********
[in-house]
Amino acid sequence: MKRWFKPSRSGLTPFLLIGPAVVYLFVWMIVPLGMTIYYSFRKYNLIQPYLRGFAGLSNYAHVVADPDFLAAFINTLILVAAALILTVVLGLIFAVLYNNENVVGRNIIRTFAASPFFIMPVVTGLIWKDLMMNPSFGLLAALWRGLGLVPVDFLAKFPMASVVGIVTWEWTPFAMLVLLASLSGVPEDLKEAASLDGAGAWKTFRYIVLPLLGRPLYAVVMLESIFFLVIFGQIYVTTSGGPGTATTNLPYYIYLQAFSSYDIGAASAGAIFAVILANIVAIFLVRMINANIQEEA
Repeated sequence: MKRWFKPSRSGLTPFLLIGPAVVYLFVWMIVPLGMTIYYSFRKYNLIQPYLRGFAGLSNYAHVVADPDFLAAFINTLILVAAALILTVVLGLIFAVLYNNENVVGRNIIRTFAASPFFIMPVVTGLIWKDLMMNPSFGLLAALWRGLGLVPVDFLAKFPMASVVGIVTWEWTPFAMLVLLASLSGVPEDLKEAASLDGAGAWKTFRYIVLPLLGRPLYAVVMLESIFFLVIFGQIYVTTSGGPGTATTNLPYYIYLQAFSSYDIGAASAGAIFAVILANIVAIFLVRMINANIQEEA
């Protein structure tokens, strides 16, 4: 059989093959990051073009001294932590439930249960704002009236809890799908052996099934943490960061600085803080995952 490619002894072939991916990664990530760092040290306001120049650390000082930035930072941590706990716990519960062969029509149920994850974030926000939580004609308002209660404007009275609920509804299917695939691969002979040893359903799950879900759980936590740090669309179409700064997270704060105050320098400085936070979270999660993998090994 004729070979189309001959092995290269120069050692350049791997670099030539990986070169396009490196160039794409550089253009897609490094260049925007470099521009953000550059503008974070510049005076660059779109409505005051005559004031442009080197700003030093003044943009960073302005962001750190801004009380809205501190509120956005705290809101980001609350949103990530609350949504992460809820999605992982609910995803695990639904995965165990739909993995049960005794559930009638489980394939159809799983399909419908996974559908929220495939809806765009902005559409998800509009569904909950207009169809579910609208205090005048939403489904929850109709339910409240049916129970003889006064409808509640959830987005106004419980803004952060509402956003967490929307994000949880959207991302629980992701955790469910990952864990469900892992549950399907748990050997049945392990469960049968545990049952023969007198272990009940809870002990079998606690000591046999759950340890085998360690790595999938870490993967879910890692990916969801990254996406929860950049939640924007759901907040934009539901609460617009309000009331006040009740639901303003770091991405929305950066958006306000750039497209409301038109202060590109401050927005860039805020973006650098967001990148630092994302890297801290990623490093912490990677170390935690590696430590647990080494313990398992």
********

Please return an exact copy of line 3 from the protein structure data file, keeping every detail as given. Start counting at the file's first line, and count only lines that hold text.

Repeated sequence: MKRWFKPSRSGLTPFLLIGPAVVYLFVWMIVPLGMTIYYSFRKYNLIQPYLRGFAGLSNYAHVVADPDFLAAFINTLILVAAALILTVVLGLIFAVLYNNENVVGRNIIRTFAASPFFIMPVVTGLIWKDLMMNPSFGLLAALWRGLGLVPVDFLAKFPMASVVGIVTWEWTPFAMLVLLASLSGVPEDLKEAASLDGAGAWKTFRYIVLPLLGRPLYAVVMLESIFFLVIFGQIYVTTSGGPGTATTNLPYYIYLQAFSSYDIGAASAGAIFAVILANIVAIFLVRMINANIQEEA